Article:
7. A bare perusal of Section 10 would clearly show that when the Legislature referred to the Registrar of a district including a Presidency town it clearly mean the Registrar of a district in which a Presidency town is situate and that is why two separate provisions in respect of the absence of Registrar of an ordinary district and Registrar of a district including a Presidency town have been made. That being so, Section 30(2) of the Registration Act can only be interpreted to me as that it is only a Registrar of a district in which a Presidency town is situate who can exercise jurisdiction in registering document irrespective of the situation of the properties referred to in the document to be registered. In other words, all District Registrars cannot exercise the power of registering documents in relation to properties which are not situate within their own districts. So far as such Registrar, i.e. Registrars of districts other than a district including a Presidency town are concerned, Section 30(1) of the Registration Act makes it clear that they may register the document which might he registered by any Sub-Registrar subordinate to cannot register documents which relate to properties situate outside their districts. Only the Registrars of districts in such Presidency towns are situate are empowered to register documents without regard to the situation in any part of India of the property to which the document relates. If we apply this principle to the present case the inevitable conclusion is that the district Registrar Jodhpur could not have registered the mortgage deed in question in as much as admittedly no part of the property referred to in the mortgage deed was situated within his jurisdiction and all the properties were situated in Sumerpur, district Pali. The learned Additional District Judge has relied upon Deiva(sic)ai v. Mannappa : AIR1952Mad802 in holding that the District Registrar, Jodhpur could validly register the document in question, but in my opinion that authority has no application to the present case. That case, as a matter of fact related to the provisions of Section 29(2) where under a copy of a decree or order may be presented for registration on the office of the Sub-Registrar in whose sub-district the original decree or order was made or where the decree or order does not affect immovable property in the office of any other Sub-Registrar under the State Government at which all the persons claiming under the decree or order desire the copy to be registered. In that case instead of getting the decree registered in the office of the sub-registrar of the place where the decree was passed, the decree was got registered in the office of the Sub-Registrar of place where the property in dispute was situate and it was in these circumstances that it was held that the registration could not be said to be invalid.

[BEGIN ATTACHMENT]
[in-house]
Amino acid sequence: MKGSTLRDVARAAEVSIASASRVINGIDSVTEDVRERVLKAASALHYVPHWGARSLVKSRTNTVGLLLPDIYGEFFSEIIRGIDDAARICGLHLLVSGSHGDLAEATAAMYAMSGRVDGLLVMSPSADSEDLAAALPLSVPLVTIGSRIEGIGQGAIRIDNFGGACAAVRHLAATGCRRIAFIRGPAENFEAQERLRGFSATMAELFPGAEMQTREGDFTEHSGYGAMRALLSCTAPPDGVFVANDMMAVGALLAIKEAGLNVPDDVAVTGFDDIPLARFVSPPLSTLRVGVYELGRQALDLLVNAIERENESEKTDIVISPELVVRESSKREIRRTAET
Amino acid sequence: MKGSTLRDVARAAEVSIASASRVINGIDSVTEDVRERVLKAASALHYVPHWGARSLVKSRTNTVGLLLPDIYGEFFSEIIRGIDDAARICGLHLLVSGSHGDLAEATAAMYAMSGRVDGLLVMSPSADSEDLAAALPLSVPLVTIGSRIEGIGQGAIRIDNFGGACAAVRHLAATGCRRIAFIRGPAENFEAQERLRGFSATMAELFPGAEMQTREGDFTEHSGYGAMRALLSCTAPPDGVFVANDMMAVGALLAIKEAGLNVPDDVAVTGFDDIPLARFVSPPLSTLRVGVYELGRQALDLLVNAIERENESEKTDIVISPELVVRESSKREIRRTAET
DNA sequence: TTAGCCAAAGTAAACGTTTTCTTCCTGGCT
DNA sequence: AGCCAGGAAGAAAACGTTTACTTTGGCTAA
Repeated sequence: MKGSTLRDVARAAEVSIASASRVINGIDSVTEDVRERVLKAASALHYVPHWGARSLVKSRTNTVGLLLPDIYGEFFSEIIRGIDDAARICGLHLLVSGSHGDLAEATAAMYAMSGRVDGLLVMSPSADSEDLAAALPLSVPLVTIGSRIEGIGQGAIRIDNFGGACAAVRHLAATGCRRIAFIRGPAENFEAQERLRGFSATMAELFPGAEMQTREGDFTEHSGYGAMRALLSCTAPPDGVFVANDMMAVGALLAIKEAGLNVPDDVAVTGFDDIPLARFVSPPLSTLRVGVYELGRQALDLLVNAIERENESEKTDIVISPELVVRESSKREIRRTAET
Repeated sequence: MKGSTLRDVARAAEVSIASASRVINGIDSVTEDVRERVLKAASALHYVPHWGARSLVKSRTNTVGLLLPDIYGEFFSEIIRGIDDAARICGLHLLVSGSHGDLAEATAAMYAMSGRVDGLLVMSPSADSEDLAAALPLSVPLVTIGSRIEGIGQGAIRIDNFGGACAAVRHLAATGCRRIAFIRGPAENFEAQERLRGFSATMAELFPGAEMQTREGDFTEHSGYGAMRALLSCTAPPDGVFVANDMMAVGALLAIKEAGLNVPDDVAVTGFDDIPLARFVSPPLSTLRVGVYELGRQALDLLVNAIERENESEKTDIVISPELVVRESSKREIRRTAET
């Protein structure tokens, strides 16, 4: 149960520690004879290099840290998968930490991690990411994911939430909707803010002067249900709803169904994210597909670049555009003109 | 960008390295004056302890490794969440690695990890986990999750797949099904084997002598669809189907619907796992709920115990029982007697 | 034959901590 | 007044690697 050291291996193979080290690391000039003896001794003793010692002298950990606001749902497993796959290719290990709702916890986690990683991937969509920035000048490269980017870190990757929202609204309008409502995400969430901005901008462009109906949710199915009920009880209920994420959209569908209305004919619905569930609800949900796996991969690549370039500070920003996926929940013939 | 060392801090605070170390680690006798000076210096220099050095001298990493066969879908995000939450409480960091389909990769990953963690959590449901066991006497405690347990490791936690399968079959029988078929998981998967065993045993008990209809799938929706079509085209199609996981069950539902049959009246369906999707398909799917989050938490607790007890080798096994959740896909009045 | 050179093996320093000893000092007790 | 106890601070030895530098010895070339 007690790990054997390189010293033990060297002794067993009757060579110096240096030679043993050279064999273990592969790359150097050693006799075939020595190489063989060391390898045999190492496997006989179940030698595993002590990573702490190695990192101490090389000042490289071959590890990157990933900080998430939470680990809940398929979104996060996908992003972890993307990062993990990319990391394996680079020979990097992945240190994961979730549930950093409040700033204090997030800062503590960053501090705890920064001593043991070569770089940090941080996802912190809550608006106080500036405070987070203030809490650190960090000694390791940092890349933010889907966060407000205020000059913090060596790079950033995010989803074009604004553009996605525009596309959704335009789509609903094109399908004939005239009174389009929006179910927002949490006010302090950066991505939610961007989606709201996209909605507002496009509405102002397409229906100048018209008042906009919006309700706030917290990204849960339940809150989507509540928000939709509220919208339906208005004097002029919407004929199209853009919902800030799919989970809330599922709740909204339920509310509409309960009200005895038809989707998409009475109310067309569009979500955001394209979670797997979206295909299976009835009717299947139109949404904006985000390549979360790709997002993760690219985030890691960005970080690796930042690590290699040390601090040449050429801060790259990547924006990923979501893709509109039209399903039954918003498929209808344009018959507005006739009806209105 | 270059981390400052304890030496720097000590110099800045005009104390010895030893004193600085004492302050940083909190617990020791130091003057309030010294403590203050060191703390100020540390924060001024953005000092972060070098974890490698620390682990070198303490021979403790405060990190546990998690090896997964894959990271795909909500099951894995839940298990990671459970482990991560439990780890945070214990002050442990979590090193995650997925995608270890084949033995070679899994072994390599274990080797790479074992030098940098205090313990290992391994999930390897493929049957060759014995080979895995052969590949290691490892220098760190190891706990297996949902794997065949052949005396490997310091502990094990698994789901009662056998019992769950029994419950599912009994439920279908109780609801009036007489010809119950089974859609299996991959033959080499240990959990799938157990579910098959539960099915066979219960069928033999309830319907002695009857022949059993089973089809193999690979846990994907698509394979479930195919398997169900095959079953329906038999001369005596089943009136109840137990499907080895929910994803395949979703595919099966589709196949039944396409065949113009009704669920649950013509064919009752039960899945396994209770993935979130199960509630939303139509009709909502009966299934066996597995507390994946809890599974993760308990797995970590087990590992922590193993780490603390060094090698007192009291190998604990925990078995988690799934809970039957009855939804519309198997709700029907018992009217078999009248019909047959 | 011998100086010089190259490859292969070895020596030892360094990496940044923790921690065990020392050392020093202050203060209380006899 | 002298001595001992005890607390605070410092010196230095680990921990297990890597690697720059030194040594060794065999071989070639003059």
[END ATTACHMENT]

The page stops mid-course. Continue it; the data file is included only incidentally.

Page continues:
8. Section 8 specifies the places of registration and starts with a non-obstente Clause save as in this part otherwise provided.... Therefore, ordinarily the document has to be presented as indicated Under Section 28, two Sections 29 and 30 make provisions by way of exception to Section 28 under the aforesaid non-obstente Clause and in these circumstances Section 30 can only be interpreted in the sense of an exception to Section 28 giving special power to the Registrar of a district including a Presidency town.